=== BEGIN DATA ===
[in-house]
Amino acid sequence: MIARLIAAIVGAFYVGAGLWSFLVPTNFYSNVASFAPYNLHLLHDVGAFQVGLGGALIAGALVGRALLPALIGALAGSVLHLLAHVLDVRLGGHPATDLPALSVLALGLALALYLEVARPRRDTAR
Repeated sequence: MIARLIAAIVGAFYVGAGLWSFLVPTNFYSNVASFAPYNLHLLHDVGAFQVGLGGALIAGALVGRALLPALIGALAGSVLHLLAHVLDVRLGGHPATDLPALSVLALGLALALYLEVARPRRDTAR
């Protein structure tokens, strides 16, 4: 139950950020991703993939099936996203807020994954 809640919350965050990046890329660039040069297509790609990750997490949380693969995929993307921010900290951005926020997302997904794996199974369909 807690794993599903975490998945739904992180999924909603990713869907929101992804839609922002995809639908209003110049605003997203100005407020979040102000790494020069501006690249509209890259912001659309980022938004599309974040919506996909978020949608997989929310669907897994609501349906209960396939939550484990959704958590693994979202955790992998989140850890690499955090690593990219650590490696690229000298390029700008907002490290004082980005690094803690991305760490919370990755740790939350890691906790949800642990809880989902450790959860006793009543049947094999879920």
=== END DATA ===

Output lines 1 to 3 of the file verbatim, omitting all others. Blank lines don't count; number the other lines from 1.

[in-house]
Amino acid sequence: MIARLIAAIVGAFYVGAGLWSFLVPTNFYSNVASFAPYNLHLLHDVGAFQVGLGGALIAGALVGRALLPALIGALAGSVLHLLAHVLDVRLGGHPATDLPALSVLALGLALALYLEVARPRRDTAR
Repeated sequence: MIARLIAAIVGAFYVGAGLWSFLVPTNFYSNVASFAPYNLHLLHDVGAFQVGLGGALIAGALVGRALLPALIGALAGSVLHLLAHVLDVRLGGHPATDLPALSVLALGLALALYLEVARPRRDTAR